The Documentary of Cozumel that Jacques Cousteau Never Made

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Le monde du silenceIn 1955, Jacques-Yves Cousteau and Louis Malle made a 1 hour 23 minute documentary entitled Le Monde du Silence (the same title as the book published by Cousteau and Frédéric Dumas in 1953) which contained underwater scenes.   The film debuted in Cannes in 1956 and won a Palme d’Or.   In 1957 it won an Oscar for the Best Documentary at the American Academy Awards.   Many people over the years have come to believe that this film contained scenes of Palancar Reef, but that is most definitely not true.   All the scenes in this documentary were shot in eastern hemisphere.   All the underwater shots were made in the Mediterranean, Red Sea, Persian Gulf, and Indian Ocean.   None were filmed in Mexico.

Cousteau’s second documentary film was the 93 minute World Without Sun, shot entirely in the Red Sea.   It was a story about the underwater habitat, CONSHELF II.   This film also won an Academy Award for best documentary in 1964.

Many websites and guidebooks state that the diving related tourism industry on Cozumel began due to a TV documentary Cousteau made underwater at Palancar Reef.   Some sites and guides state this was in 1959; others 1960; still others 1961.   In fact, the Cousteau Society themselves state that no such TV documentary ever existed!   The source of this rumor of how a TV special launched Cozumel’s diving industry most probably springs from confusion with the movie Un Mundo Nuevo, which was filmed under Cozumel’s waters in 1956 by cinematographer Lamar Boden, (who would later be the cinematographer for the movie Flipper and the Sea Hunt series starring Lloyd Bridges) under the direction of René Cardona.   However, the story that it was Cousteau who put Cozumel on the map has been repeated so often and published so frequently by authors plagiarizing each other that now the public accepts it as fact.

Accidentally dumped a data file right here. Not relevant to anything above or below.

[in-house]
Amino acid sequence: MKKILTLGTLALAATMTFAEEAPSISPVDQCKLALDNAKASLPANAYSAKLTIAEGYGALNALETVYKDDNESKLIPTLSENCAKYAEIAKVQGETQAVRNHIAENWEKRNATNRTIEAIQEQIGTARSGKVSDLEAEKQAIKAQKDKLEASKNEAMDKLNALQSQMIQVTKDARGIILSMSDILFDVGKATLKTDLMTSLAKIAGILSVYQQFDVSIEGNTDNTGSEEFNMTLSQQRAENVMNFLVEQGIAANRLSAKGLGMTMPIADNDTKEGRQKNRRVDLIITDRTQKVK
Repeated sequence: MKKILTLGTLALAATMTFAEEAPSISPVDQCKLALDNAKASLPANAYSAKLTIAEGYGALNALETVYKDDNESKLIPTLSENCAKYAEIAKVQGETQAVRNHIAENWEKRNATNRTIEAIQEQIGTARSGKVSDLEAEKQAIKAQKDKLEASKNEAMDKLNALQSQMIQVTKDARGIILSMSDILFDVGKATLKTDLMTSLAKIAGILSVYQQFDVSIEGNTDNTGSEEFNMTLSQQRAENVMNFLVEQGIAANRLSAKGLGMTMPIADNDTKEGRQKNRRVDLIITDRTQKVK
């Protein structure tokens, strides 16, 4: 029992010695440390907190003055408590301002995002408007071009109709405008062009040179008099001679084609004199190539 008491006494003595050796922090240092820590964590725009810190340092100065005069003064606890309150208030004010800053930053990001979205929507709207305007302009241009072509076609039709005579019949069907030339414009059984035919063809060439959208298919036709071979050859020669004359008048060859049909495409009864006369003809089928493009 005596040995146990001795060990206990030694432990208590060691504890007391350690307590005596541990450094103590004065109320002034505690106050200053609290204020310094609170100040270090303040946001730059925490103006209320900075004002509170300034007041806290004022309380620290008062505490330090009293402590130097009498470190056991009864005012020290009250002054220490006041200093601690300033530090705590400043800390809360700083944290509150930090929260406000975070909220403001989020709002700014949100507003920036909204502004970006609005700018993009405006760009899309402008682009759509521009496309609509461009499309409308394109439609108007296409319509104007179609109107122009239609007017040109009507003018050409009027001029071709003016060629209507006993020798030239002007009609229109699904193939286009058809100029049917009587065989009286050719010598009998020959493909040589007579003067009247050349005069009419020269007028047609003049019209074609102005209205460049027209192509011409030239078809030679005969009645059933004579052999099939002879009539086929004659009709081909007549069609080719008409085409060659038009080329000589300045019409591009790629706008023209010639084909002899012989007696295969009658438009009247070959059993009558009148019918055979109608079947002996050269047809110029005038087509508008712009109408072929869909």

movie poster Un Mundo NuevoIn a way, Cousteau’s 1956 film Le Monde du Silence did impact Cozumel, as it was the inspiration for Cordona’s above-mentioned, 94-minute movie Un Mundo Nuevo.   However, it was Cordona’s film that put Cozumel on the map, which is probably why we now have a Cordona Reef and no Cousteau Reef!   Released in Mexico City on August 7, 1957, the black and white film starred the director’s son, René Cardona Jr., along with Antonio Raxel, José Pulido, John Kelly, Manuel Dondé, Rafael Alcayde, Angel Di Stefani, Lorena Velázquez, Arturo Arias, and René Cardona Sr.   The script is not anything to write home about; the film was basically a vehicle to showcase Cozumel’s underwater scenes and cash in on the popularity of Cousteau’s award winning documentary Le Monde du Silence.   Cordona’s film was dubbed in English and released in the United States in 1958 as a TV movie under the title The New World.   After that, Americans began to be more aware of the island and its underwater beauty.   That same year, in the volume 25, number 5 issue the May 1958, Holiday Magazine (a Curtis publication for the American Automobile Association, at the time) an article about Cozumel appeared.   It was written by John R. Humphreys and entitled “Bargin Paradise Revisited.”   The rush for paradise was on.

While Jacques Cousteau did produce several TV series and documentaries, his very first series broadcast, The World of Jacques-Yves Cousteau was not made until 1966.   No Cousteau-made documentaries, TV specials, or series that contained footage shot under waters anywhere near the Yucatan Peninsula were aired until the 1970s.

Copyright 2011 Ric Hajovsky